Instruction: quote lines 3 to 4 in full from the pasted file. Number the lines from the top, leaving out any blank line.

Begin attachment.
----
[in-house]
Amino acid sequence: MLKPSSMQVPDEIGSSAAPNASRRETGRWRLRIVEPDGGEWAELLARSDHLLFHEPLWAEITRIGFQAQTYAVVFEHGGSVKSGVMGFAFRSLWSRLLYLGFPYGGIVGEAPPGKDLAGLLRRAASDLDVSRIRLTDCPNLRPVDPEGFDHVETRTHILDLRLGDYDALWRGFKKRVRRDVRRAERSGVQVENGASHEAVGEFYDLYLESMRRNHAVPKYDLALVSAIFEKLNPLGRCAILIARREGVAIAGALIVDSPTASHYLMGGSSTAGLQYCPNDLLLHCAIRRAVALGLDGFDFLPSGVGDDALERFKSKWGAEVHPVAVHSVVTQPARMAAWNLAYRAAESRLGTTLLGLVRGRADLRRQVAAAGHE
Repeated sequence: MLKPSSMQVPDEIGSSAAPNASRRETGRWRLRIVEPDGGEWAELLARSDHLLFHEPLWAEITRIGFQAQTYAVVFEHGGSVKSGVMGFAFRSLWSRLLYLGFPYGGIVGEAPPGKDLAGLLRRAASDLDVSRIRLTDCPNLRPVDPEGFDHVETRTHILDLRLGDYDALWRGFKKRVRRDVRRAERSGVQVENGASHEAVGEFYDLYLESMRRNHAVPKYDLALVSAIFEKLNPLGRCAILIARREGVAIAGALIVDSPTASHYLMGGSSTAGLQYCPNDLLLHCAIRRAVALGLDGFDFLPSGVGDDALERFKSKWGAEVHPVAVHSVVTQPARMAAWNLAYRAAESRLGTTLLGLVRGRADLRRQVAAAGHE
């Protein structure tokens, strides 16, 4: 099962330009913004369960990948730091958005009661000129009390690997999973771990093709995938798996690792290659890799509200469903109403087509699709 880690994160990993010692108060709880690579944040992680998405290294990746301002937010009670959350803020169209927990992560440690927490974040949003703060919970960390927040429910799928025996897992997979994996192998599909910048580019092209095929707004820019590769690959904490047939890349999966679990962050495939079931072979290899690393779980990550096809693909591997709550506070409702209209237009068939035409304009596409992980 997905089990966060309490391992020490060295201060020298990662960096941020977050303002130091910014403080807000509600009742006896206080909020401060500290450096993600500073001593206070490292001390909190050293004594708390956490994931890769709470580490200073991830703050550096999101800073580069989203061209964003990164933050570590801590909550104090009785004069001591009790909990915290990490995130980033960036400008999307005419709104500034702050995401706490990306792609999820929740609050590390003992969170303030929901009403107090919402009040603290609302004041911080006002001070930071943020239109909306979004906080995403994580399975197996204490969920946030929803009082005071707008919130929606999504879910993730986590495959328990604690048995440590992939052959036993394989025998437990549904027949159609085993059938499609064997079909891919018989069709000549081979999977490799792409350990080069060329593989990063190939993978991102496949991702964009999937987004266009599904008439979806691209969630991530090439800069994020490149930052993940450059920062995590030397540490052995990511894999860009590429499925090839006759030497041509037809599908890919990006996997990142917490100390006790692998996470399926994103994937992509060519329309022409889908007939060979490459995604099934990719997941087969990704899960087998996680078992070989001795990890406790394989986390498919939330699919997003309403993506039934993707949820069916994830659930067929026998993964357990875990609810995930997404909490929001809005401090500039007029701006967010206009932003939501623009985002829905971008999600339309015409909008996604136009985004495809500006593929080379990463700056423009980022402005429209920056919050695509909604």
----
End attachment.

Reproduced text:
Repeated sequence: MLKPSSMQVPDEIGSSAAPNASRRETGRWRLRIVEPDGGEWAELLARSDHLLFHEPLWAEITRIGFQAQTYAVVFEHGGSVKSGVMGFAFRSLWSRLLYLGFPYGGIVGEAPPGKDLAGLLRRAASDLDVSRIRLTDCPNLRPVDPEGFDHVETRTHILDLRLGDYDALWRGFKKRVRRDVRRAERSGVQVENGASHEAVGEFYDLYLESMRRNHAVPKYDLALVSAIFEKLNPLGRCAILIARREGVAIAGALIVDSPTASHYLMGGSSTAGLQYCPNDLLLHCAIRRAVALGLDGFDFLPSGVGDDALERFKSKWGAEVHPVAVHSVVTQPARMAAWNLAYRAAESRLGTTLLGLVRGRADLRRQVAAAGHE
């Protein structure tokens, strides 16, 4: 099962330009913004369960990948730091958005009661000129009390690997999973771990093709995938798996690792290659890799509200469903109403087509699709 880690994160990993010692108060709880690579944040992680998405290294990746301002937010009670959350803020169209927990992560440690927490974040949003703060919970960390927040429910799928025996897992997979994996192998599909910048580019092209095929707004820019590769690959904490047939890349999966679990962050495939079931072979290899690393779980990550096809693909591997709550506070409702209209237009068939035409304009596409992980 997905089990966060309490391992020490060295201060020298990662960096941020977050303002130091910014403080807000509600009742006896206080909020401060500290450096993600500073001593206070490292001390909190050293004594708390956490994931890769709470580490200073991830703050550096999101800073580069989203061209964003990164933050570590801590909550104090009785004069001591009790909990915290990490995130980033960036400008999307005419709104500034702050995401706490990306792609999820929740609050590390003992969170303030929901009403107090919402009040603290609302004041911080006002001070930071943020239109909306979004906080995403994580399975197996204490969920946030929803009082005071707008919130929606999504879910993730986590495959328990604690048995440590992939052959036993394989025998437990549904027949159609085993059938499609064997079909891919018989069709000549081979999977490799792409350990080069060329593989990063190939993978991102496949991702964009999937987004266009599904008439979806691209969630991530090439800069994020490149930052993940450059920062995590030397540490052995990511894999860009590429499925090839006759030497041509037809599908890919990006996997990142917490100390006790692998996470399926994103994937992509060519329309022409889908007939060979490459995604099934990719997941087969990704899960087998996680078992070989001795990890406790394989986390498919939330699919997003309403993506039934993707949820069916994830659930067929026998993964357990875990609810995930997404909490929001809005401090500039007029701006967010206009932003939501623009985002829905971008999600339309015409909008996604136009985004495809500006593929080379990463700056423009980022402005429209920056919050695509909604």